3. Change in the definition of “entire board.” The definition of “entire board” has been further expounded upon to clarify that currently a New York nonprofit can establish what constitutes the “entire board” by setting a range in the by-laws and by setting a specific number of directors within such range by majority vote of the entire board. If, however, the by-laws of the nonprofit provide that the board consists of a range between a minimum and maximum number of directors, and the number within that range has not been set by a majority vote of the entire board, then the default definition of “entire board” will consist of the number of directors within such range that were elected or appointed as of the most recently held election of directors, as well as any directors whose terms have not yet expired.
4. Change in the definition of “relative.” The definition of “relative” has been expanded to include the domestic partner of a sibling, child, grandchild, or great grandchild of an individual. This change impacts who meets the criteria as an independent director and which transactions come under the “related party transaction” rules when assessing the relationships of a nonprofit’s or its affiliates’ directors, officers, or key employees.
5. Change in the definition of “related party.” The definition of “related party” has been expanded to include not only directors, officers, and key employees of the nonprofit corporation and its affiliates but also “any other person who exercises the powers of directors, officers, or key employees over the affairs of the corporation or any affiliate of the corporation.”
6. Change in the definition of “key employee.” The definition of “key employee,” which refers to certain IRS regulations and succeeding provisions, is modified to include the qualification “to the extent such provisions are applicable.” This change fell short of a recommended amendment that would have narrowed and clarified the definition of key employee, a definition that matters when determining who is an independent director, what transactions fall under the related party transaction rules, and who may be sued for violating the Not-for-Profit Corporation Law.
7. Clarification regarding board compensation approval. A new sentence has been added to §515(b) of the Not-for-Profit Corporation Law to clarify that no director will be prohibited from deliberating or voting concerning compensation for a service on the board that is to be made available or provided to all directors of the nonprofit on the same or substantially similar terms.
8. To whom a director should give the annual and pre- initial election conflict of interest disclosure statement. The Revitalization Act dictated that directors must give their annual and pre-initial election conflict of interest disclosure statement to the secretary of the nonprofit. The law now permits directors to give their conflict of interest disclosure statements to either the secretary or a designated compliance officer.
9. How to disseminate the whistleblower policy. The Revitalization Act mandates that entities with 20 or more employees and annual gross revenues of $1 million or more adopt a whistleblower policy that follows the criteria set forth in the Revitalization Act. It further provides that a copy of the policy must be given to all directors, officers, employees, and those volunteers who provide substantial services to the corporation. A new sentence has been added that allows a nonprofit to disseminate its whistleblower policy by posting it on the nonprofit’s website or at the nonprofit’s offices (at a conspicuous location accessible by employees and volunteers) and clarifies that these are among the methods a nonprofit may use to satisfy the distribution requirement.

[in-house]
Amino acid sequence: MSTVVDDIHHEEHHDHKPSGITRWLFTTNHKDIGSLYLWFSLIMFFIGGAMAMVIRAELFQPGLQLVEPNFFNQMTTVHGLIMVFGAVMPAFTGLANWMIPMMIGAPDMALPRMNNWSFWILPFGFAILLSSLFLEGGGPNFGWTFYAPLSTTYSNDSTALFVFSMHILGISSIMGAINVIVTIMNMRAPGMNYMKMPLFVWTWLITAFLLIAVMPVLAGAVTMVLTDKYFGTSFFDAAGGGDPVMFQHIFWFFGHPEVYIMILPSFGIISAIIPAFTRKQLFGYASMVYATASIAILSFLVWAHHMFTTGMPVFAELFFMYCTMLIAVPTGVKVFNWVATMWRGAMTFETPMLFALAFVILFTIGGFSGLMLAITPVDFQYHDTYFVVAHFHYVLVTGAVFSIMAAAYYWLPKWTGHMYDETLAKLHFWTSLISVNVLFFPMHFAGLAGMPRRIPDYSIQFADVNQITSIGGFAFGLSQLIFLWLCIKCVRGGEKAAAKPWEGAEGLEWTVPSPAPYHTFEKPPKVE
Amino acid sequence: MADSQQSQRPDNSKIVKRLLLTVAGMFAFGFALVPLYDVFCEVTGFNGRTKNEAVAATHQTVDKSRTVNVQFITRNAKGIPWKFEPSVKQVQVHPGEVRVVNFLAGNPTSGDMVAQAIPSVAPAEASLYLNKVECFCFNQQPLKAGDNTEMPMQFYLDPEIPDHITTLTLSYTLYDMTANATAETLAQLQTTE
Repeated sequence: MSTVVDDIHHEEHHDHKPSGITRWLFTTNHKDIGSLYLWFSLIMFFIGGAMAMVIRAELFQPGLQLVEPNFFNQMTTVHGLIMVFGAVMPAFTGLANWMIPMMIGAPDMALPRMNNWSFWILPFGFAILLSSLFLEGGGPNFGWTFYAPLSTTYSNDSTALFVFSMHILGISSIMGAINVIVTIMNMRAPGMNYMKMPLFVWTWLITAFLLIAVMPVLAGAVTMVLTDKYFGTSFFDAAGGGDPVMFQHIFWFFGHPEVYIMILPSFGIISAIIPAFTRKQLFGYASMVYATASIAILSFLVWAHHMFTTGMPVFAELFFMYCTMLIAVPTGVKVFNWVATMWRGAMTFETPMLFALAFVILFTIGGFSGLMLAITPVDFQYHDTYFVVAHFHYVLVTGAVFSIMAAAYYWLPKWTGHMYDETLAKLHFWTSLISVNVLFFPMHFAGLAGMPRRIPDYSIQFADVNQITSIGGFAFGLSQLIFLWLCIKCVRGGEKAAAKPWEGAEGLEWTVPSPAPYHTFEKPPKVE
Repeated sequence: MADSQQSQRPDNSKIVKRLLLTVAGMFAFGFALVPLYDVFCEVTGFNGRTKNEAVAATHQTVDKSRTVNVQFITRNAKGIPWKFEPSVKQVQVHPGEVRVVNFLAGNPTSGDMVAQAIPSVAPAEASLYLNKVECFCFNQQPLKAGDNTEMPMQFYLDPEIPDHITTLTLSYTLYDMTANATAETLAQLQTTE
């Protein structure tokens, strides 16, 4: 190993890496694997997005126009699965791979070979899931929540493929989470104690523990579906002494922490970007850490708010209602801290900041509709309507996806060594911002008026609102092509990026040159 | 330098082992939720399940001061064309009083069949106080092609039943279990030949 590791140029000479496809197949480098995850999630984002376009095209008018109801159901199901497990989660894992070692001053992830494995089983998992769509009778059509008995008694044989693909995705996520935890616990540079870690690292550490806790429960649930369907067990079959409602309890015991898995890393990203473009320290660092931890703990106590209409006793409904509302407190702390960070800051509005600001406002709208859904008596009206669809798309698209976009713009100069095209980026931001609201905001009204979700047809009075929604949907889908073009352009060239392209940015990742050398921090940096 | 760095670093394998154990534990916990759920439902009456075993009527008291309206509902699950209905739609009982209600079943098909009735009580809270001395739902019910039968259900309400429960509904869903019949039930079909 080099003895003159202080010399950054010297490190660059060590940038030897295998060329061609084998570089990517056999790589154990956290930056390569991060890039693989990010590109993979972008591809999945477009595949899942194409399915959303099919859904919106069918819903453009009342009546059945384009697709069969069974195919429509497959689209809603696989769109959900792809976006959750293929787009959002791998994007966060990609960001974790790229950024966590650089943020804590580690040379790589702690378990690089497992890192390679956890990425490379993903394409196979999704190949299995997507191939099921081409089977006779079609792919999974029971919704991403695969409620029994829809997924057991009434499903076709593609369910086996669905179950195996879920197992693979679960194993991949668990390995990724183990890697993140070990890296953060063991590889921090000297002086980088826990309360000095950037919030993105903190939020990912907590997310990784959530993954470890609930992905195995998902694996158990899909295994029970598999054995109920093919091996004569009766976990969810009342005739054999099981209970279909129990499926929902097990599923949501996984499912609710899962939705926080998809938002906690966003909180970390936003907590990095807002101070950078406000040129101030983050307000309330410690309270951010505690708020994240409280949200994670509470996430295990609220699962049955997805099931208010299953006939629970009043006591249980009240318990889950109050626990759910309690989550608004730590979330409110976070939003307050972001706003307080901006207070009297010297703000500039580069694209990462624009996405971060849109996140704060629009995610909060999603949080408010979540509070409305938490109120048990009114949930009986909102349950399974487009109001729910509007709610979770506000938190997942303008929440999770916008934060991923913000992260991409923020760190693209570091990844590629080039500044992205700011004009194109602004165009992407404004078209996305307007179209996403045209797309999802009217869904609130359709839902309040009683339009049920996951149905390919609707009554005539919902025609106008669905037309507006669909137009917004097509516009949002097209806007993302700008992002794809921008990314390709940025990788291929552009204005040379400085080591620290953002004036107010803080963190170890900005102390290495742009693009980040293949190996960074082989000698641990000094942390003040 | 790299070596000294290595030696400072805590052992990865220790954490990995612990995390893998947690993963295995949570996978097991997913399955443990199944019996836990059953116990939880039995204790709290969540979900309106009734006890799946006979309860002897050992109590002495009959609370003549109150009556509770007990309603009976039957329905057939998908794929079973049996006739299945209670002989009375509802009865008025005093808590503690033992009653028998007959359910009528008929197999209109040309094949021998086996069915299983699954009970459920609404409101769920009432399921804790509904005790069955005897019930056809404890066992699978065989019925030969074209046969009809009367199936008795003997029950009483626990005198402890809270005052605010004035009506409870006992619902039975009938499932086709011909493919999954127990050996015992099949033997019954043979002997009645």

10. Religious corporation’s sale, mortgage, or lease. The amendments will make it possible for a religious corporation to seek either court approval or attorney general consent in order to sell, mortgage, or lease its real property for a term exceeding five years.
The October Amendment: Delayed Effective Date of the No-Employee-As-Chair Rule
The effective date has been delayed until January 1, 2017, for the Revitalization Act’s provision that prohibits an employee of a nonprofit from serving as chair of the board or holding any other title with similar responsibilities (such as president, for those organizations that do not have a chair). The effective date was changed from January 1, 2016, to January 1, 2017. For many nonprofits, the no-employee-as-chair prohibition presents no concerns, but some religious corporations have denominational rules that require the pastor (an employee) to serve as chair or president. To address this limited context, it remains to be seen whether the Legislature will make further changes to the rule. It is also possible that the rule will go into effect in 2017 and be challenged in the courts.
Each New York nonprofit should revisit its by-laws, conflict of interest policy, and other charter documents to see if amendments are warranted to bring the documents up to speed with the Revitalization Act amendments. This process will generally be easier than the lengthier changes necessitated last year when the Revitalization Act first took effect. As a result of the amended definitions outlined above, nonprofits should also revisit which persons qualify as independent directors.